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 Post subject: Re: Global Extinction within one Human Lifetime PostPosted: 2012-09-24 06:07pm
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A global firestorm wouldn't destroy all life on Earth even if it happened. There's life under water and life underground, even deep under the surface.



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 Post subject: Re: Global Extinction within one Human Lifetime PostPosted: 2012-09-25 12:46am
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This process of methane release will accelerate exponentially, release huge quantities of methane into the atmosphere and lead to the demise of all life on earth before the middle of this century.


I'm with Lordy-boy. That's an idiotic claim, made in apparent total ignorance of the absolutely incredible variety of extreme environments colonized, and the sheer tenacity of life. Life in acid? Check. Temperatures above boiling-point? Check. Well below freezing? Check. Lives off volcanic gasses? Check. Haven't even remotely scratched the surface yet? Check.



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 Post subject: Re: Global Extinction within one Human Lifetime PostPosted: 2012-09-25 02:55pm
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To actually sterilize the planet you would literally need to melt the entire solid crust into lava so that is not going to happen. To destabilize our civilization would take far less energy. So I could see this thing destroy what we have built so far, but not sterilizing the entire planet.

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 Post subject: Re: Global Extinction within one Human Lifetime PostPosted: 2012-09-30 11:38am
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cosmicalstorm wrote:
To actually sterilize the planet you would literally need to melt the entire solid crust into lava so that is not going to happen.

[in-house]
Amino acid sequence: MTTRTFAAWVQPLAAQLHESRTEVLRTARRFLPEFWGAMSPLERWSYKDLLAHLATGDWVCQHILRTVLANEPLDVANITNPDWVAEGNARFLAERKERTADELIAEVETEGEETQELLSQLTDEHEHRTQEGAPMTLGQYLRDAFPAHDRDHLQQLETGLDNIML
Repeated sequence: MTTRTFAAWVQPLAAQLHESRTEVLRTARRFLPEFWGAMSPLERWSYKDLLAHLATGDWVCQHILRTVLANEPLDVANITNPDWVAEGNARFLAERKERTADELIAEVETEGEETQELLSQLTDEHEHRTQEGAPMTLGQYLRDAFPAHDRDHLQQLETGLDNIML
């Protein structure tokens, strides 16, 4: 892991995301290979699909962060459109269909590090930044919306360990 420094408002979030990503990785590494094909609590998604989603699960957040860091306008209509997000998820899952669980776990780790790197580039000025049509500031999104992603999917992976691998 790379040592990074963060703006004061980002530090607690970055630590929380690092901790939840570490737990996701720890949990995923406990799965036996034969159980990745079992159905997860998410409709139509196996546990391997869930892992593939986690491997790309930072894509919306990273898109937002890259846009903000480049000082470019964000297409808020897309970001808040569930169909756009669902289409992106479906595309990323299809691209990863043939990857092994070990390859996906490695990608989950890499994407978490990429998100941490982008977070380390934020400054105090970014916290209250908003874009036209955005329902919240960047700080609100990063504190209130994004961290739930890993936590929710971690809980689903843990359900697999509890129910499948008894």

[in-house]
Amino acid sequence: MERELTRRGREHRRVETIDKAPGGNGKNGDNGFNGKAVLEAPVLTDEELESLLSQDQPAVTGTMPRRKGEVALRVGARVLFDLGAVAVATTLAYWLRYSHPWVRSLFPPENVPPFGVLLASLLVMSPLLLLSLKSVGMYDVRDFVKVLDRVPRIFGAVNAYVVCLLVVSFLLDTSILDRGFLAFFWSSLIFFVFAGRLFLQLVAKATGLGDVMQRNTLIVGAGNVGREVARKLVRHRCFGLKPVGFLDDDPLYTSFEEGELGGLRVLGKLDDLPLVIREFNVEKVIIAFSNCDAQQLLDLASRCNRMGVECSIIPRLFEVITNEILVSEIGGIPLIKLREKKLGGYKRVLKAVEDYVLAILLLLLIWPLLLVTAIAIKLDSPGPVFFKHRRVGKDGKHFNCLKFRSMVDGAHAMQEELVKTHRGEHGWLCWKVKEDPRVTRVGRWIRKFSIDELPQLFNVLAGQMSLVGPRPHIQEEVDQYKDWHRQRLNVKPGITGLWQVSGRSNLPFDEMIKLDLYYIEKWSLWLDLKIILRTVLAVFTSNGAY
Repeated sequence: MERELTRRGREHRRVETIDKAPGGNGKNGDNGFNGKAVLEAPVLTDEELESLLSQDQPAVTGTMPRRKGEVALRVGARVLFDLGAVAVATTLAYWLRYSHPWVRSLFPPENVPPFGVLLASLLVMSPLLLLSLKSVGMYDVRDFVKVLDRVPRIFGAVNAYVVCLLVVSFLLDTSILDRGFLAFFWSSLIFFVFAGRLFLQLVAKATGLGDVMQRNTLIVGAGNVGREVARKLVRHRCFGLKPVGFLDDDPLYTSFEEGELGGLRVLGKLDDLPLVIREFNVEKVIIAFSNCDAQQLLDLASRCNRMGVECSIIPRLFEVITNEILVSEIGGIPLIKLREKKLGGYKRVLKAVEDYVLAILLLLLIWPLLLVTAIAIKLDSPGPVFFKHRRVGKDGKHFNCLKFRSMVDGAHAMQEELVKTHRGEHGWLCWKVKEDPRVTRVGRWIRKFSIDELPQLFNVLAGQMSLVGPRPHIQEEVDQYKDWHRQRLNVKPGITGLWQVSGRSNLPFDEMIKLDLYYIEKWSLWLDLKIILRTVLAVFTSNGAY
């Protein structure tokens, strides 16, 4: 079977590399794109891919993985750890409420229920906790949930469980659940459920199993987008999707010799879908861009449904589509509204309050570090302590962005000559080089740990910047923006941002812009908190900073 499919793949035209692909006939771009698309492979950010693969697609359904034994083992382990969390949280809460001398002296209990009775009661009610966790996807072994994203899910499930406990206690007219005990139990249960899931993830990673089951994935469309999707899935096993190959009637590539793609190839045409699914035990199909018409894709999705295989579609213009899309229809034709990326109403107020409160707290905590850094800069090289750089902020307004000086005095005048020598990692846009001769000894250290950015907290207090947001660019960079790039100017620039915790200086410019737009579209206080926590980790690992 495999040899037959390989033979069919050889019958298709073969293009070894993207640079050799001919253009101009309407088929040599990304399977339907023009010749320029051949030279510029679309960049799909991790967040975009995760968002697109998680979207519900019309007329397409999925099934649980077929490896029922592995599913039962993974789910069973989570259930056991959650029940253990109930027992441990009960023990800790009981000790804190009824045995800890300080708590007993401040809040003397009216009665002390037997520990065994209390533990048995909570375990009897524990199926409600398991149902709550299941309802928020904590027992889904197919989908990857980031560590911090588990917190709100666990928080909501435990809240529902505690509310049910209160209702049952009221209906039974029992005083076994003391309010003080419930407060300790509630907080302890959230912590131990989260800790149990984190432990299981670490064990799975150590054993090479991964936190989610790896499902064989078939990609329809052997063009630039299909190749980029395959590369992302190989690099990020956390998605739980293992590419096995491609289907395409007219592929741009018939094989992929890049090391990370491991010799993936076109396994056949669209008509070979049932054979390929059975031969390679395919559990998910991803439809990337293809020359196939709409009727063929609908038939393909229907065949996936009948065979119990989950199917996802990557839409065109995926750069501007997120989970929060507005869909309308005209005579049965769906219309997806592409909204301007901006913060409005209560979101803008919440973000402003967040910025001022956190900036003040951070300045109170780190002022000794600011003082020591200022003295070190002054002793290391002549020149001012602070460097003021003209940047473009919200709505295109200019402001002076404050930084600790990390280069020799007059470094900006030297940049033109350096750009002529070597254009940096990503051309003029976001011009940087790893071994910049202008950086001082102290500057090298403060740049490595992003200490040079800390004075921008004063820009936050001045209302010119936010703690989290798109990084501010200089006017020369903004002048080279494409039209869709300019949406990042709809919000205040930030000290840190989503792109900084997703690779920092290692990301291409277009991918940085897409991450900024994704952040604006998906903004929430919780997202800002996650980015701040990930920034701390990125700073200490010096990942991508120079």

Oddly enough, that is sort of like what happened in Siberia during the time of the Permian extinction, resulting in the Siberian Traps. OK, it wasn't the whole world, but a substantial area did get covered in molten rock.

Anyhow - although the Permian Extinction may have been the worst extinction event so far it certainly did not wipe out all life on Earth. Major types of life, including land vertebrates, did survive. It no doubt sucked to an unimaginable degree to live through it, but the mere fact this article claims a total life wipe out makes me doubt the veracity of their claims.

But even if the situation was as bad as claimed - massive methane input to the atmosphere and 80 degree average global temperatures - it ignores the fact that there is an entire continent located at the South Pole that would be more moderate in temperature and could act as a refuge for larger lifeforms, and that unlike the critters of the Permian Era we might well have sufficient technology to allow for human survival (granted, at MUCH reduced numbers).



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 Post subject: Re: Global Extinction within one Human Lifetime PostPosted: 2012-09-30 12:02pm
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A massive reduction in the human population within my own lifetime seems a lot more likely. I'm 29 so I would be so pessimistic as to say that I would be honestly surprised if there wasn't at least a disaster so big that it killed tens of millions of humans in a short time at some point in my lifetime. Hopefully not though.